Fire aboard nuclear powered Russian submersible kills at least 14

radioactive symbol Radiation symbol. (Photo: Nils Bøhmer)

A fire aboard a Russian deep-sea research vessel has killed at least 14 personnel, including high-ranking naval officers, all of whom were overcome by toxic fumes, the Defense Ministry said Tuesday in terse statements that deepened the mystery surrounding the incident.

The fire took place Monday, according to various reports, while the crew aboard was conducting topographic surveys of the Arctic sea floor near Severomorsk, the main base for Russia’s Northern nuclear submarine fleet.

The vessel, which is an AS-12 deep sea nuclear-powered submarine nicknamed Losharik, is linked to the Defense Ministry’s unit for undersea intelligence, according to various Russian media, which is tasked with sensitive tasks like mapping and monitoring ocean depths.

The ministry has released nothing on the state of the vessel’s single nuclear reactor. But Norway’s Radiation and Nuclear Safety Authority said there had been no spikes in radiation in the Barents Sea area following the deadly fire, according to Reuters.

President Vladimir Putin, who came under criticism for his slack handling of the Kursk nuclear submarine disaster in 2000, which killed 118 sailors, canceled a scheduled appearance and immediately summoned Defense Minister Sergei Shoigu for a briefing on the blaze.

During a televised meeting, Putin said at least half of those who perished in the Losharik blaze had been of the rank of captain. Two had previously received the Hero of the Russian Federation award, one of the country’s highest honors.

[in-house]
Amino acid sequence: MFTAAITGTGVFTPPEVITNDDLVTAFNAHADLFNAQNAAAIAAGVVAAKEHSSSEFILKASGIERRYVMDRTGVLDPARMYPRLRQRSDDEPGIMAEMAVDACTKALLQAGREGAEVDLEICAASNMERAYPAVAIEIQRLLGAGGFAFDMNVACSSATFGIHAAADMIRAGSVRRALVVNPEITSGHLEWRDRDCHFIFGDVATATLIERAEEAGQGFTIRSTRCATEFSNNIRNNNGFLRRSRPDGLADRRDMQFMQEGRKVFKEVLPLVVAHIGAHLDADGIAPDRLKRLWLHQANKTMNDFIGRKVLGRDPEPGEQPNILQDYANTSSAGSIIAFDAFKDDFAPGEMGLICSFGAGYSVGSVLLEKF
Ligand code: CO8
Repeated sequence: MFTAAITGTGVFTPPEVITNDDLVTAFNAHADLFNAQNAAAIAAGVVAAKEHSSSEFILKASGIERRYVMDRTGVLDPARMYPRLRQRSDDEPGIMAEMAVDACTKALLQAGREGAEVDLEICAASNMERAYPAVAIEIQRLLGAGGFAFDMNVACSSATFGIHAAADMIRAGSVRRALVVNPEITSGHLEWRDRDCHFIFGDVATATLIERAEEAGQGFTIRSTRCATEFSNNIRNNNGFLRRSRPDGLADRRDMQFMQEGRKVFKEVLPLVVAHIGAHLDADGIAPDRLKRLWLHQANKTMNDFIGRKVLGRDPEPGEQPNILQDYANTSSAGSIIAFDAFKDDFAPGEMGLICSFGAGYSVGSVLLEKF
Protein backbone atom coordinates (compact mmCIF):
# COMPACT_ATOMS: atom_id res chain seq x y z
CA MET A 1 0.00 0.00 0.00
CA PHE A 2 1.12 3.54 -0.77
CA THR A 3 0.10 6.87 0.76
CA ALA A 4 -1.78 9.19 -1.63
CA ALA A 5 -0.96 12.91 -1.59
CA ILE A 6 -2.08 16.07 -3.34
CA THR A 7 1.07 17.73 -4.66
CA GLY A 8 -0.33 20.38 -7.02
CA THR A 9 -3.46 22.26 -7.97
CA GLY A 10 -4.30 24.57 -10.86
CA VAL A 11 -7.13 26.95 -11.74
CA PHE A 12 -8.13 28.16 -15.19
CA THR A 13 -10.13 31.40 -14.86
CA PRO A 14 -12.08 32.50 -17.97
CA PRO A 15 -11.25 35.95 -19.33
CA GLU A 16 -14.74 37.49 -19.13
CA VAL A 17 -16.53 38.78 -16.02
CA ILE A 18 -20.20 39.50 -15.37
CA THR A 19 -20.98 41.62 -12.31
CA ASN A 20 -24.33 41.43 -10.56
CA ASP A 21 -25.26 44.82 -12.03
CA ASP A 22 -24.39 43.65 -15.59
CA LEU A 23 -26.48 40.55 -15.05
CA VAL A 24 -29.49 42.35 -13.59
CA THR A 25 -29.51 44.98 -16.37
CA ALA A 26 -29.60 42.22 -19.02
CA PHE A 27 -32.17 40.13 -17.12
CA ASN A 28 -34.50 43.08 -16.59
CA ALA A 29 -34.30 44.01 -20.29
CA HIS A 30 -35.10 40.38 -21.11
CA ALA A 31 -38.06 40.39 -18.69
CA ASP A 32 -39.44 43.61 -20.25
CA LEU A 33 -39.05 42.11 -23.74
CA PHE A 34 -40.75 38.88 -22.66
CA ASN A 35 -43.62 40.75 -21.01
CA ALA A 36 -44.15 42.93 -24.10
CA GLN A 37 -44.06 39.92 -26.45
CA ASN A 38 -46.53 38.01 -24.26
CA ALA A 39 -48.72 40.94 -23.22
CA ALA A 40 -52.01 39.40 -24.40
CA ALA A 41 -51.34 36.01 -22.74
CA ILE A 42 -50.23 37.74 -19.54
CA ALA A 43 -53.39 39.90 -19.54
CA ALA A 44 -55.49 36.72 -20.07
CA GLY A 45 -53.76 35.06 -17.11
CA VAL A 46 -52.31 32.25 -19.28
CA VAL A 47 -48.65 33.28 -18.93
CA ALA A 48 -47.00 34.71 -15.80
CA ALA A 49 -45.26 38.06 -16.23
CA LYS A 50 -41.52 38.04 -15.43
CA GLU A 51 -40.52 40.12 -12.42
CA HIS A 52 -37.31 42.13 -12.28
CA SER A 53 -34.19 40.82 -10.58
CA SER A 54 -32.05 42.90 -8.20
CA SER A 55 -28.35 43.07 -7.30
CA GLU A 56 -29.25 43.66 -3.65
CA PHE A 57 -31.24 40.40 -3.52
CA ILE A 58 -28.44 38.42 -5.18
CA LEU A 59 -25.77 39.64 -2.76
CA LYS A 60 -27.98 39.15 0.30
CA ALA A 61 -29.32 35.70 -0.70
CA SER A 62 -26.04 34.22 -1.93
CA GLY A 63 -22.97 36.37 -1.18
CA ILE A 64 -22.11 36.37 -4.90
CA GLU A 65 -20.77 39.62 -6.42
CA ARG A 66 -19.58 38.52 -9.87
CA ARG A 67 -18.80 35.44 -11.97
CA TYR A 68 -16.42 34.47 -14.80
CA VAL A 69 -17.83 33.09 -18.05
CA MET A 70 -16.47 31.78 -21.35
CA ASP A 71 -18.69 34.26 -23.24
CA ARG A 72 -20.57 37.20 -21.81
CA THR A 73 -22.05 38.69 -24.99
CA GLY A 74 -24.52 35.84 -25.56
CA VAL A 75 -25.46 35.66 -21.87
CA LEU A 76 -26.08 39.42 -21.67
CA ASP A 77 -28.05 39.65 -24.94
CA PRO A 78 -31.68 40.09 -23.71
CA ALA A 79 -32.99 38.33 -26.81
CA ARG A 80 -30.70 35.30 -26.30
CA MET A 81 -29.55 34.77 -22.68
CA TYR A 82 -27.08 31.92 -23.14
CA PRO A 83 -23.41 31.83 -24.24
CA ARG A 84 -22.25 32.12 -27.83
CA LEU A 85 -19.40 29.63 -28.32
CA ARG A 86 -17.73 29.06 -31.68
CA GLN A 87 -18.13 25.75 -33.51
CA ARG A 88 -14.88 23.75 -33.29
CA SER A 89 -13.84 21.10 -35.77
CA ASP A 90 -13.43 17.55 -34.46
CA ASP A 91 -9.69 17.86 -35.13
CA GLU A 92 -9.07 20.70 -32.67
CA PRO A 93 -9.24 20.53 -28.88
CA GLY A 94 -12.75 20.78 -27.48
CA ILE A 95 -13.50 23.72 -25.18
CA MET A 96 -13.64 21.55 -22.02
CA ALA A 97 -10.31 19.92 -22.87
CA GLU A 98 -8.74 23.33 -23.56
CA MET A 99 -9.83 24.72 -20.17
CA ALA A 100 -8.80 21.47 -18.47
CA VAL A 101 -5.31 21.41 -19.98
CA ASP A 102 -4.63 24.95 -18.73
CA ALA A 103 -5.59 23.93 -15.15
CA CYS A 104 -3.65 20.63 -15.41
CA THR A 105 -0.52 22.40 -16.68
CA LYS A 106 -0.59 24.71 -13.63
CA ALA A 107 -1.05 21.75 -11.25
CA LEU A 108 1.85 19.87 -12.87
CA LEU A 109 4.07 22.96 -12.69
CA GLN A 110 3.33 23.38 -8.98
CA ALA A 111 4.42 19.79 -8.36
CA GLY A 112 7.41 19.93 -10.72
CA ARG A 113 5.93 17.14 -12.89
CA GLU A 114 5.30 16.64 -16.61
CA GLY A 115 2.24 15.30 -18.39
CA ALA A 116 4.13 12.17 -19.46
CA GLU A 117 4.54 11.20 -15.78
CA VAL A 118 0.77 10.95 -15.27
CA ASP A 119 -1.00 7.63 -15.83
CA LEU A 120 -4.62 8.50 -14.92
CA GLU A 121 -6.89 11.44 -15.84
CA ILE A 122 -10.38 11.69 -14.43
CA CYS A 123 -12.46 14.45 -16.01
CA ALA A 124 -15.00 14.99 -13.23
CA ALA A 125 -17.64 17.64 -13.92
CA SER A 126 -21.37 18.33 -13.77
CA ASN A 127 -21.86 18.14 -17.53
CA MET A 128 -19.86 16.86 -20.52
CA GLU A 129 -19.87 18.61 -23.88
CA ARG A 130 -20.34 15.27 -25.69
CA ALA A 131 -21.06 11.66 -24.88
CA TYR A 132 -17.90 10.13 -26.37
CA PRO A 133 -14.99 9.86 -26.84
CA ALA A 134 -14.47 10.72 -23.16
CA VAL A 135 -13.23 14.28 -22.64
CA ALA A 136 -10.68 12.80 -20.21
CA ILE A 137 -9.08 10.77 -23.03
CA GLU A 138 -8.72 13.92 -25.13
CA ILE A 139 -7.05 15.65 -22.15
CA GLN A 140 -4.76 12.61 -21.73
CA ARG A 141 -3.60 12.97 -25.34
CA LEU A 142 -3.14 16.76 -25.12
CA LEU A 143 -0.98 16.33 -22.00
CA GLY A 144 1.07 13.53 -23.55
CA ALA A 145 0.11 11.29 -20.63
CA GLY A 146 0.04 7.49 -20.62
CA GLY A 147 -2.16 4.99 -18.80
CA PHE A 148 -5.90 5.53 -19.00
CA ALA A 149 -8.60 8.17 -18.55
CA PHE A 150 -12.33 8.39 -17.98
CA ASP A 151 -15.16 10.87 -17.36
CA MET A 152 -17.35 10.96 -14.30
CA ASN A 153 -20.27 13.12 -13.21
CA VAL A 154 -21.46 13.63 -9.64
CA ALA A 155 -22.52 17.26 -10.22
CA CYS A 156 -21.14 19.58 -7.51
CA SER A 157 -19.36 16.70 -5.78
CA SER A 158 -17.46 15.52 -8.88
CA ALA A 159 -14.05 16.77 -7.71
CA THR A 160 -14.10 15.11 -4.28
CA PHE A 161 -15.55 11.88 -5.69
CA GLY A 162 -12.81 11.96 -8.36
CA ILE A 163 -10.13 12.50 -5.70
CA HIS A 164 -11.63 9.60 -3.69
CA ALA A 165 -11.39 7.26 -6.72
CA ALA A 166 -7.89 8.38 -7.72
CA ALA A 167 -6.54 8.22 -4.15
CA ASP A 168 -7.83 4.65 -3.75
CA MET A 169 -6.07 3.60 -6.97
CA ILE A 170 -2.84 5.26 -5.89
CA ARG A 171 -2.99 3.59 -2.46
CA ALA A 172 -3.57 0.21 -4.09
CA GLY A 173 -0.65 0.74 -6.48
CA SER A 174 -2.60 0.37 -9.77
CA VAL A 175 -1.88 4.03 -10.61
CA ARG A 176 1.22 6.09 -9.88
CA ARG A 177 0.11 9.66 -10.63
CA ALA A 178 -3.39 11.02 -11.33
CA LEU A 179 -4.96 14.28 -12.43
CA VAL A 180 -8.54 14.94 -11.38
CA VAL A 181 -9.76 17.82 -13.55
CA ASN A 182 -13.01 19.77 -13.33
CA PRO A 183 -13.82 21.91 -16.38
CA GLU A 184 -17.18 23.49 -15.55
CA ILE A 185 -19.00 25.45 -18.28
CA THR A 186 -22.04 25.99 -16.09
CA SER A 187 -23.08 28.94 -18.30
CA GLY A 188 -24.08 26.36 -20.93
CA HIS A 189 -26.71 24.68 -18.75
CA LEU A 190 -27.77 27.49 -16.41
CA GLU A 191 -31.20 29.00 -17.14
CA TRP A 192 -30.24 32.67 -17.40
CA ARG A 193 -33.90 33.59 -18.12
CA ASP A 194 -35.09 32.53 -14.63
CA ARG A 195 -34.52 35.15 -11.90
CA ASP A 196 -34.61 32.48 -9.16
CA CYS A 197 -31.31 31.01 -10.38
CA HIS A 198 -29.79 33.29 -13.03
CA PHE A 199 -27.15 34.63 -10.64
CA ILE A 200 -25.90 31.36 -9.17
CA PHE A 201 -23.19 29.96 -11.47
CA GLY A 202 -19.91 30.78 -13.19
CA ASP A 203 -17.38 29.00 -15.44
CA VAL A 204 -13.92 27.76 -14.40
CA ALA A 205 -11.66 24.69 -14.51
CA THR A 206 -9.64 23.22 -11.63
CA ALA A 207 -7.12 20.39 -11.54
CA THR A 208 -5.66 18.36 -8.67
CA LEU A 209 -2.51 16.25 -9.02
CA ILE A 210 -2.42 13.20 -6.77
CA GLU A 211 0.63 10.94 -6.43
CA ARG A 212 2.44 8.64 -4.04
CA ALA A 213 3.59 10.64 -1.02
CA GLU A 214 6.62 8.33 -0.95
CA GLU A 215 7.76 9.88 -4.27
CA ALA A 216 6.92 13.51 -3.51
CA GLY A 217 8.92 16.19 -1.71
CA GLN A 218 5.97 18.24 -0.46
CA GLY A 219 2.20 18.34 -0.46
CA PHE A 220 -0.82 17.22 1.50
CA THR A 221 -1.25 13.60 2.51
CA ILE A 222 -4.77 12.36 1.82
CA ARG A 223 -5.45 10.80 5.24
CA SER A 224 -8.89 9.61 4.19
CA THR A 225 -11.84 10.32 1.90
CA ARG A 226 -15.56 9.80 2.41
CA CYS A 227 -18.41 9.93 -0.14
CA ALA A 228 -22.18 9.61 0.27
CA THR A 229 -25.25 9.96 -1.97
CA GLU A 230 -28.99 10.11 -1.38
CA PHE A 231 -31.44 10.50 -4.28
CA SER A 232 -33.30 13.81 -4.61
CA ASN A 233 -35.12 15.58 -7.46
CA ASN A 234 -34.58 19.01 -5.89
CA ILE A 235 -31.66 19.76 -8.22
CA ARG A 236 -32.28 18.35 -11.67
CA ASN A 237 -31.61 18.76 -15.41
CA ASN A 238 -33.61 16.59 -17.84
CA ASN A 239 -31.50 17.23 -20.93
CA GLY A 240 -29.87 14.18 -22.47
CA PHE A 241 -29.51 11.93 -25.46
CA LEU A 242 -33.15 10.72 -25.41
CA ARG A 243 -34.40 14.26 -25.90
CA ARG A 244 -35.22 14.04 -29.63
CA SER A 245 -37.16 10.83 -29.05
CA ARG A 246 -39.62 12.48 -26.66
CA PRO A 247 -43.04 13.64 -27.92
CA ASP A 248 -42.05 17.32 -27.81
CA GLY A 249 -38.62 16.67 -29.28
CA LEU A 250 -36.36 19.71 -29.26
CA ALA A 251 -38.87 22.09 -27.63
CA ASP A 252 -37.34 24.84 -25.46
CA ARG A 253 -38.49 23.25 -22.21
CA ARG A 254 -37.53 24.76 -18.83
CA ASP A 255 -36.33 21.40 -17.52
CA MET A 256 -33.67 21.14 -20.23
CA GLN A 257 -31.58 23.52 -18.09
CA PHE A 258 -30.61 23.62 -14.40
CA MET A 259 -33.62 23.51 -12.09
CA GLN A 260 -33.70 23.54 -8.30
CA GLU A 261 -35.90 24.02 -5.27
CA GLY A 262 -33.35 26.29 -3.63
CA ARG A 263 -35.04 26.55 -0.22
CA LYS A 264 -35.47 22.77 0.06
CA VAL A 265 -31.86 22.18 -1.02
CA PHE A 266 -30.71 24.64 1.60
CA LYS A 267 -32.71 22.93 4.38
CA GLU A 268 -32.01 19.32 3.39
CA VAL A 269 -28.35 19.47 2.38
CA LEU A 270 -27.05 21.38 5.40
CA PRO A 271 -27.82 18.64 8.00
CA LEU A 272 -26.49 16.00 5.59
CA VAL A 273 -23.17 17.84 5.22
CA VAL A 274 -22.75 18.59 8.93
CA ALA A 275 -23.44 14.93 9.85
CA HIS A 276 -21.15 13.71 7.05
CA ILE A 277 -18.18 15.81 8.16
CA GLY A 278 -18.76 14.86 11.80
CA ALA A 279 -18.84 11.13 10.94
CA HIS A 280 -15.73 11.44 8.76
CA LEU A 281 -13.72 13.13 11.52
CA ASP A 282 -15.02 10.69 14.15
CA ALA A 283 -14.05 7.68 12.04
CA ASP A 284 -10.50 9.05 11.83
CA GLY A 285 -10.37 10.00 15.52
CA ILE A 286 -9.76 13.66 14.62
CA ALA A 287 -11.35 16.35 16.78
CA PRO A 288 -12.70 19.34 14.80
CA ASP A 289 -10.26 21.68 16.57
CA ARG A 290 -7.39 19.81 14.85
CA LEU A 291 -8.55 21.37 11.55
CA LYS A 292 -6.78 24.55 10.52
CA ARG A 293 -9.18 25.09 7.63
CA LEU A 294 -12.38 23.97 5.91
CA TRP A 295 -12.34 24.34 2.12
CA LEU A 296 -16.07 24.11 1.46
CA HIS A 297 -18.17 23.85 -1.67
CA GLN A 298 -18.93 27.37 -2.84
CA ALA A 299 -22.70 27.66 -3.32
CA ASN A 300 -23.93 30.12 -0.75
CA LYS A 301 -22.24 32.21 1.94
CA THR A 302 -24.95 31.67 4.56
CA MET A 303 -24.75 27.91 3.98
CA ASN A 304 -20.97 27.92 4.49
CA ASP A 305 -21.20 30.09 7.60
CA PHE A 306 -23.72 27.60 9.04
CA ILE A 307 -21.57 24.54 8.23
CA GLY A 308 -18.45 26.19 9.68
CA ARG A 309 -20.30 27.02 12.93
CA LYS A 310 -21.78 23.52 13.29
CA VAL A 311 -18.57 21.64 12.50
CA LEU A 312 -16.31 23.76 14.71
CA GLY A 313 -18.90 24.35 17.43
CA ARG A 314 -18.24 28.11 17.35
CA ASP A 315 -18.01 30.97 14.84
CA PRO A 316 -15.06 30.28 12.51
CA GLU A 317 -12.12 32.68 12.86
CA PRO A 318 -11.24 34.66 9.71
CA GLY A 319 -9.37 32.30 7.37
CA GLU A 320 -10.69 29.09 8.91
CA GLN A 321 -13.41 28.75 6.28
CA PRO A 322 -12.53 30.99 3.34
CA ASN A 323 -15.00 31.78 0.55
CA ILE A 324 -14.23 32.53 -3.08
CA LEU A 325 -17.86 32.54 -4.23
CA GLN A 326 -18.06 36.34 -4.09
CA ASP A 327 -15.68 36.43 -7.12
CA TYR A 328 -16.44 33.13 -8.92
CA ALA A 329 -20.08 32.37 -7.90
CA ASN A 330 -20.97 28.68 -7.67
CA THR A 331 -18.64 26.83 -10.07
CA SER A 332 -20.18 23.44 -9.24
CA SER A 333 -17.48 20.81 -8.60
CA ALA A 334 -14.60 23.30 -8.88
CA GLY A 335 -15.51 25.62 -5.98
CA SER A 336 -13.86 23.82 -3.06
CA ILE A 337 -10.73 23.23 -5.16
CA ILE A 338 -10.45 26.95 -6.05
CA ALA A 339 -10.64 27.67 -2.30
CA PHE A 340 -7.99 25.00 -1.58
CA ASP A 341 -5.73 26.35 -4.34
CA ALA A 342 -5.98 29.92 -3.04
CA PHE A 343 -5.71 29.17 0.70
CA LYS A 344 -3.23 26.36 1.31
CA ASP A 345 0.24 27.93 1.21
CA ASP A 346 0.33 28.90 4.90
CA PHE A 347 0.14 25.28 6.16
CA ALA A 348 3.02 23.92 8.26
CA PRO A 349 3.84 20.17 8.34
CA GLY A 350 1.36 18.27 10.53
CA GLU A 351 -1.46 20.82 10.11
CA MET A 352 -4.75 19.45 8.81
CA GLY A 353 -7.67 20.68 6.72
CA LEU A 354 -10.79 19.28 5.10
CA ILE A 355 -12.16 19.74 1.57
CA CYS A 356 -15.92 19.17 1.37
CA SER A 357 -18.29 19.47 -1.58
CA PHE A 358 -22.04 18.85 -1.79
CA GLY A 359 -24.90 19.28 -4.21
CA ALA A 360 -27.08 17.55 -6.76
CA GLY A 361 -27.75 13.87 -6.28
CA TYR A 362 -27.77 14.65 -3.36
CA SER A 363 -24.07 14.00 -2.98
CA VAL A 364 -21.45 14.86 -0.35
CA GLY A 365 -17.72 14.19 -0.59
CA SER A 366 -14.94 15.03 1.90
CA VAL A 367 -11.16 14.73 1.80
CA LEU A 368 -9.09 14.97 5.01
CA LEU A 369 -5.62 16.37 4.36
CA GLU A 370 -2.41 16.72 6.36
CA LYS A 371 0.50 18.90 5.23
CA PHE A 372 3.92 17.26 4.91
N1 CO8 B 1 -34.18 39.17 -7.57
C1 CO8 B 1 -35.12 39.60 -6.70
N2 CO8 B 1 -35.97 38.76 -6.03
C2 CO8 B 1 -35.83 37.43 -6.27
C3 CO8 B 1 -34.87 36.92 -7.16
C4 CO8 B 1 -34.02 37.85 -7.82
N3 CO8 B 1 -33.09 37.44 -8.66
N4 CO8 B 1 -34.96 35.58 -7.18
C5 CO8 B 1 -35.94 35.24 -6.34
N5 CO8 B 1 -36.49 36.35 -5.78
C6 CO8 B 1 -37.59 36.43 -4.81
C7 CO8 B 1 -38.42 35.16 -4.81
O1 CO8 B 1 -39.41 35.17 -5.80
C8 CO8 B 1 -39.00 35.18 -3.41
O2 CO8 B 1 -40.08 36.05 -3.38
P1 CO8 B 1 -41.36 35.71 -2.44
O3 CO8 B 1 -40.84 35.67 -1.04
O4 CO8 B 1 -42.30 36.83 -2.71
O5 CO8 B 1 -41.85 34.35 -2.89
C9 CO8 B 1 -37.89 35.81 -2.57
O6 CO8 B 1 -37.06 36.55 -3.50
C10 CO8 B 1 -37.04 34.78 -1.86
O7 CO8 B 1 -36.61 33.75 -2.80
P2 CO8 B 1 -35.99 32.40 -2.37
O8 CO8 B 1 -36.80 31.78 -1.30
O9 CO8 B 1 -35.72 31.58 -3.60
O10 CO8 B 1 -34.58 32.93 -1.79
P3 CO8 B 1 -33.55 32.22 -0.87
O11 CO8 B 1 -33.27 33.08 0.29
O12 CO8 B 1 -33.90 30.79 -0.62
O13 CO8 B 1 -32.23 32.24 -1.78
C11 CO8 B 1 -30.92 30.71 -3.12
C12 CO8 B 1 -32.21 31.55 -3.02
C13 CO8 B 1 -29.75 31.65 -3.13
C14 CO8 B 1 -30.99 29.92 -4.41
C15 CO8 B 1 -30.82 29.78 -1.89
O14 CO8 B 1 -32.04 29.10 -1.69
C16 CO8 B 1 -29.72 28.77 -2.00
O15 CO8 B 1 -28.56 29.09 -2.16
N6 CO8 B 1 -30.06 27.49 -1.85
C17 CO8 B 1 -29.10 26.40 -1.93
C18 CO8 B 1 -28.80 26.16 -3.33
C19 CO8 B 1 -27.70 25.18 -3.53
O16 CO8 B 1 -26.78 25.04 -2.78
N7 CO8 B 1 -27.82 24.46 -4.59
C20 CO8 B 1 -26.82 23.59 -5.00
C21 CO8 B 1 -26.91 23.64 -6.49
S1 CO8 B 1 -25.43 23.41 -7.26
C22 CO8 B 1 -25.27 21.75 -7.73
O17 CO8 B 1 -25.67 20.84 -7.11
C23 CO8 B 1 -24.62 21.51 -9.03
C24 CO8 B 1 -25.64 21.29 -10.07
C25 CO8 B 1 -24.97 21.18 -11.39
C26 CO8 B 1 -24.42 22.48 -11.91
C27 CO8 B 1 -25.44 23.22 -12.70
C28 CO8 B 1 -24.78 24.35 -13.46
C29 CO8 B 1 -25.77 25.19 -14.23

Shoigu praised the sailors. “Fourteen submariners have died of poisoning by fumes from the fire,” he told Putin during the meeting. “The fire was extinguished thanks to the crew’s resolute action.”

Putin ordered Shoigu to Severomorsk to oversee the investigation. The vessel has been recovered from the site of the accident and returned to the base.

Yet much about the sinking still remains a matter of guesswork. It fell to Russia’s RBC online news outlet and the Novaya Gazeta newspaper to identify the vessel as the nuclear-powered AS-12 Losharik.

But it is still unclear how many sailors were aboard the vessel at the time of the accident. While the death toll is known, the secretive craft can accommodate as many as 25 crew.

It is, however, clear that the Losharik is a submersible, and not a submarine. While a submarine operates autonomously, a submersible requires support. According to Barents Observer news portal, the Losharik was carried in the hull of the nuclear powered Podmoskvye, a retooled Delta IV class nuclear submarine, and could reach depths up to 6,000 meters.

Monday’s sinking of the AS-12 marks the worst death toll for an underwater since 2008, when 20 were killed aboard the Nerpa nuclear submarine during a failed test of the vessel’s fire suppression system.

According to Reuters, the Losharik, first launched in 2003, is made out of a series of inter-connected spheres, which are stronger than the conventional submarine construction and allow the vessel to resist water pressure at great depths.

The sinking of the Kursk submarine in 2000, soon after Putin took office, focused official attention on the state of the military and its hardware, which had been subject to underfunding and neglect after the collapse of the Soviet Union.

Since then, Putin has overseen a massive increase in military spending that has allowed the armed forces to renew their equipment and improve training and morale.

 

 

Charles Digges

charles@bellona.no